Joe Thornton

Jonny Brodzinski's audition for Sharks roster spot off to good start

Jonny Brodzinski's audition for Sharks roster spot off to good start

SAN JOSE - When Jonny Brodzinski played on the Ontario Reign during the 2016-17 season, he regularly faced a San Jose Barracuda roster consisting of Timo Meier, Kevin Labanc, and Marcus Sorensen -- among other names familiar to Sharks fans.

Now, the 26-year-old out of Minnesota is sporting the same teal sweater as the aforementioned players while the Sharks preseason gets underway. 

Heck, he and Sorensen are even playing on a line together to kick off training camp.

"I played against a lot of these guys, yeah," Brodzinski reflected after Tuesday evening's preseason game. "Played against a lot of them and now we're teammates. It's exciting."

The Sharks have roster spots to fill on offense and having a player with Brozinski's skillset could help fill out their forward attack. While Sharks' bench boss Peter DeBoer insisted he isn't penciling in his final roster just yet, he's impressed with what he sees from Brodzinski so far.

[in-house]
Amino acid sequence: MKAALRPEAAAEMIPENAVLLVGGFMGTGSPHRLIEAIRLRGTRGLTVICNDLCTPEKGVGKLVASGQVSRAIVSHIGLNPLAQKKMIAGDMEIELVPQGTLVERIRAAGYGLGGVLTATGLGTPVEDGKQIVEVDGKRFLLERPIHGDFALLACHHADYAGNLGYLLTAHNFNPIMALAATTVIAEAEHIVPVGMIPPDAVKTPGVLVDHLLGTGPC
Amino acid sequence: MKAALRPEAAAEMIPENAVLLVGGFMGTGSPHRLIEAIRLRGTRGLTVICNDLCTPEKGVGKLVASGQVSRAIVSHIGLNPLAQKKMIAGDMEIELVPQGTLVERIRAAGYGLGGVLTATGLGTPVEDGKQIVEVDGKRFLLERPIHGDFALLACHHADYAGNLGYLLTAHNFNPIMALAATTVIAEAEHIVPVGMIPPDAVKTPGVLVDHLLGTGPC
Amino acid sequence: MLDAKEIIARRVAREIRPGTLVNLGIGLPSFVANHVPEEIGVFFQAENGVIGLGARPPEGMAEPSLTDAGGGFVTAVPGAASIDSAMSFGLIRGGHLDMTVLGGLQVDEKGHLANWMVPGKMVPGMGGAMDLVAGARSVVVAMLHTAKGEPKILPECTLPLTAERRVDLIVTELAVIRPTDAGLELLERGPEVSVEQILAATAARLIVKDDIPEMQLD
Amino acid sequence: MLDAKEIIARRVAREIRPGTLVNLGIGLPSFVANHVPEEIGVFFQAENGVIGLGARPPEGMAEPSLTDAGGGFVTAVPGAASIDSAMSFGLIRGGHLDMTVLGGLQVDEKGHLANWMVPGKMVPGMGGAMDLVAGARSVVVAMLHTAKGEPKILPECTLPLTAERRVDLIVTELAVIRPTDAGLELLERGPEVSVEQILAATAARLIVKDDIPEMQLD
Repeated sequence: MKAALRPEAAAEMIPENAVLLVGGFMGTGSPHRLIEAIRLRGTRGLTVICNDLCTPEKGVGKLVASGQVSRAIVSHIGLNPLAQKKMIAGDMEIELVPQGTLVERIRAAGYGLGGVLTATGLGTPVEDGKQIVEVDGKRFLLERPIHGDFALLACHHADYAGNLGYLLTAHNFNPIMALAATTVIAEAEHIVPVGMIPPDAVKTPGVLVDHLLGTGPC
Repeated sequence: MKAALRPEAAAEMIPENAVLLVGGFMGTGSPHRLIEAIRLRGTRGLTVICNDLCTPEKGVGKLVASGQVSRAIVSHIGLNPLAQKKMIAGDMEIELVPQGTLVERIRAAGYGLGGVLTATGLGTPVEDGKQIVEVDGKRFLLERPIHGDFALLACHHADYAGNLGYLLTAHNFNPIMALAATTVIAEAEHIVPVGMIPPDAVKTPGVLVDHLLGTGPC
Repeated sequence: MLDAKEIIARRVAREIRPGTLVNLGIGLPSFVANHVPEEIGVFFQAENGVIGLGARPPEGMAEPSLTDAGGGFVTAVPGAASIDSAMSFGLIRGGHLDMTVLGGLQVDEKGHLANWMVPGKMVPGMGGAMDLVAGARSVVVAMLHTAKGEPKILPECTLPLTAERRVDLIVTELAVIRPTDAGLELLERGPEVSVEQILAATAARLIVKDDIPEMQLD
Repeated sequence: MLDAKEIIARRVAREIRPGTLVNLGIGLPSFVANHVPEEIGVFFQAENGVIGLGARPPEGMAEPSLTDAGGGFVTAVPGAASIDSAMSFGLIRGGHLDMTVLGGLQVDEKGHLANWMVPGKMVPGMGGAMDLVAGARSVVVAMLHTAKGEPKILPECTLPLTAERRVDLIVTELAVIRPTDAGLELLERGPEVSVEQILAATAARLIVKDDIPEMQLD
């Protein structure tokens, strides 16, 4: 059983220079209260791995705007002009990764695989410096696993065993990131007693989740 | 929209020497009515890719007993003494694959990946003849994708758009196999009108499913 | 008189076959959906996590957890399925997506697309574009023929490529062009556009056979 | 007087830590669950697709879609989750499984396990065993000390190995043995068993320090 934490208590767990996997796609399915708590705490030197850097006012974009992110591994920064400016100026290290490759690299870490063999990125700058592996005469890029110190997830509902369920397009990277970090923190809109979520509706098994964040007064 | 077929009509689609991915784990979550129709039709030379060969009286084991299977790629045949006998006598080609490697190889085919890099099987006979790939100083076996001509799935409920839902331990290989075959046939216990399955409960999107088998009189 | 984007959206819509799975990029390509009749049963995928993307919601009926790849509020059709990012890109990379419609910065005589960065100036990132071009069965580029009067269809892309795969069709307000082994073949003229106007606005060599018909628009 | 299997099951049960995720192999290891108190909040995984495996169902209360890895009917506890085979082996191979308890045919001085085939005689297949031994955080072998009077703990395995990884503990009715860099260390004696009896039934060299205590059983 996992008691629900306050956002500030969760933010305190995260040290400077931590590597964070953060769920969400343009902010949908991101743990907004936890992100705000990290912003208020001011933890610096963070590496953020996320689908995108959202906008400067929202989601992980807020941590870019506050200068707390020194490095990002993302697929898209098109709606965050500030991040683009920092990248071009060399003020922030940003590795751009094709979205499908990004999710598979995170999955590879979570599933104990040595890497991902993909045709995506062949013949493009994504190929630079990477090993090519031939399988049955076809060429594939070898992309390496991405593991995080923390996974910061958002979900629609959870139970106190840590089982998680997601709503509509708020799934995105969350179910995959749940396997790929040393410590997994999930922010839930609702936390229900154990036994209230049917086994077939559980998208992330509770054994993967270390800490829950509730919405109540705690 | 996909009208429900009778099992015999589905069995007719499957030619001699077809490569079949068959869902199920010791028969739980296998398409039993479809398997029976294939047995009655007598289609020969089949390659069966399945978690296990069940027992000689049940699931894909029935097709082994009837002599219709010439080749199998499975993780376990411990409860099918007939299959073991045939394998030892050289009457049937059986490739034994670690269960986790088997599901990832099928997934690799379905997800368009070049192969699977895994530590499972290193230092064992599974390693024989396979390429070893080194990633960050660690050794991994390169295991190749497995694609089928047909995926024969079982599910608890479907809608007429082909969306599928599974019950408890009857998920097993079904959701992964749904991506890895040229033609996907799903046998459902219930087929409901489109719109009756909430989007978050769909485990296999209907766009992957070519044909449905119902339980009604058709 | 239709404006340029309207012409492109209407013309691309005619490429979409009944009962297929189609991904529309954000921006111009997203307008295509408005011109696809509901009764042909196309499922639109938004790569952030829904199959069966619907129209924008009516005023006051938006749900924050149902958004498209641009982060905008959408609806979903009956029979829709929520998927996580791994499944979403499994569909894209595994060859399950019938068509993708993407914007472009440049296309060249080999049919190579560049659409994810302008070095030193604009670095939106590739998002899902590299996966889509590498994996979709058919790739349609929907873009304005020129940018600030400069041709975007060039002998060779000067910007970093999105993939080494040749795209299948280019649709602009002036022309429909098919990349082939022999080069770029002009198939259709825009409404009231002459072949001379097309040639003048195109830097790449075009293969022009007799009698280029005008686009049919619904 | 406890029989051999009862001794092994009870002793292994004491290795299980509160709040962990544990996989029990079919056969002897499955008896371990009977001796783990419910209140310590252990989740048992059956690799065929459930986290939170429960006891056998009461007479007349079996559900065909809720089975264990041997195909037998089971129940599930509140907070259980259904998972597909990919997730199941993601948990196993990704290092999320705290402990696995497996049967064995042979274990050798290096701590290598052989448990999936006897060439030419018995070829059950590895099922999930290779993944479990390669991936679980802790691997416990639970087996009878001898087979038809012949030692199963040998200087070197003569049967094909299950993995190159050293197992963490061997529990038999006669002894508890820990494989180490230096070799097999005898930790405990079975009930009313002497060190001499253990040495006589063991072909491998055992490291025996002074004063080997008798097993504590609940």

"He's got a great shot, he's got good speed, he works hard," DeBoer observed. "He's auditioning for some pretty big roles we have open here. He's one of a handful of guys here where tonight was the start of that audition."

The coach was right. Although Tuesday's contest against the Anaheim Ducks ended in a 4-3 loss, it did help kickstart observing the talents of San Jose's roster hopefuls. And Brodzinski's resume was on display. 

Following an NCAA career at St. Cloud State where he posted 112 points (64 goals, 48 assists) and a plus-42 -- and helped lead the Huskies to their first Frozen Four appearance in 2013-- Brodzinski spent four seasons with the Reign and occasionally got recalled to play for the Kings. The 6-foot-1 winger spent a lot of time traveling back and forth between the AHL and NHL as he developed his game, building himself up to be a regular goal-scorer.

That scoring consistency, mixed with the element of speed Brodzinksi demonstrated in Tuesday evening's game, could be one piece of the puzzle pieces the Sharks are looking for to bolster their bottom six.

Brodzinski may still be in the audition phase of his tenure in teal, but he's also getting some veteran guidance along the way. Playing wing opposite Sorensen also means he's spent the start of the preseason on a line with Joe Thornton. Sharks' general manager Doug Wilson said ahead of training camp how excited the organization was that No. 19 would be around for another season to help usher in the next wave of new players -- much like Thornton did with Sorensen last season. So far, Brodzinski is getting that exact opportunity.